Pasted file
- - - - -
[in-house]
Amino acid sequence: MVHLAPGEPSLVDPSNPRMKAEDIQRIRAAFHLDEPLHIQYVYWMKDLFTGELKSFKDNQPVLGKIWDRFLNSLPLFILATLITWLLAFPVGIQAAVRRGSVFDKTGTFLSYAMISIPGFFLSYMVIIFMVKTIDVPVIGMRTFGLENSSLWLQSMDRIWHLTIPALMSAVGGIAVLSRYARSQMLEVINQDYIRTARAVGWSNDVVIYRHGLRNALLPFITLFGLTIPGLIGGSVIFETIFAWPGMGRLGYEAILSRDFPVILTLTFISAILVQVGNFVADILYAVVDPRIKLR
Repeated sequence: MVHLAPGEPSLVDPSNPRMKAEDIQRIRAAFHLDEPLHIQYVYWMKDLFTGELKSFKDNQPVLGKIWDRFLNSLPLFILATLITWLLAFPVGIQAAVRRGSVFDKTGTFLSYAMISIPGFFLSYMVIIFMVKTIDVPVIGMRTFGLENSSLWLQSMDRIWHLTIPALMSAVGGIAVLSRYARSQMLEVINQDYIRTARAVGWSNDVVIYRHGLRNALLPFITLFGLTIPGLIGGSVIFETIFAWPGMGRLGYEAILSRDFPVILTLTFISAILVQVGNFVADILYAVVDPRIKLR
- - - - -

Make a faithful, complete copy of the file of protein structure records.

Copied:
[in-house]
Amino acid sequence: MVHLAPGEPSLVDPSNPRMKAEDIQRIRAAFHLDEPLHIQYVYWMKDLFTGELKSFKDNQPVLGKIWDRFLNSLPLFILATLITWLLAFPVGIQAAVRRGSVFDKTGTFLSYAMISIPGFFLSYMVIIFMVKTIDVPVIGMRTFGLENSSLWLQSMDRIWHLTIPALMSAVGGIAVLSRYARSQMLEVINQDYIRTARAVGWSNDVVIYRHGLRNALLPFITLFGLTIPGLIGGSVIFETIFAWPGMGRLGYEAILSRDFPVILTLTFISAILVQVGNFVADILYAVVDPRIKLR
Repeated sequence: MVHLAPGEPSLVDPSNPRMKAEDIQRIRAAFHLDEPLHIQYVYWMKDLFTGELKSFKDNQPVLGKIWDRFLNSLPLFILATLITWLLAFPVGIQAAVRRGSVFDKTGTFLSYAMISIPGFFLSYMVIIFMVKTIDVPVIGMRTFGLENSSLWLQSMDRIWHLTIPALMSAVGGIAVLSRYARSQMLEVINQDYIRTARAVGWSNDVVIYRHGLRNALLPFITLFGLTIPGLIGGSVIFETIFAWPGMGRLGYEAILSRDFPVILTLTFISAILVQVGNFVADILYAVVDPRIKLR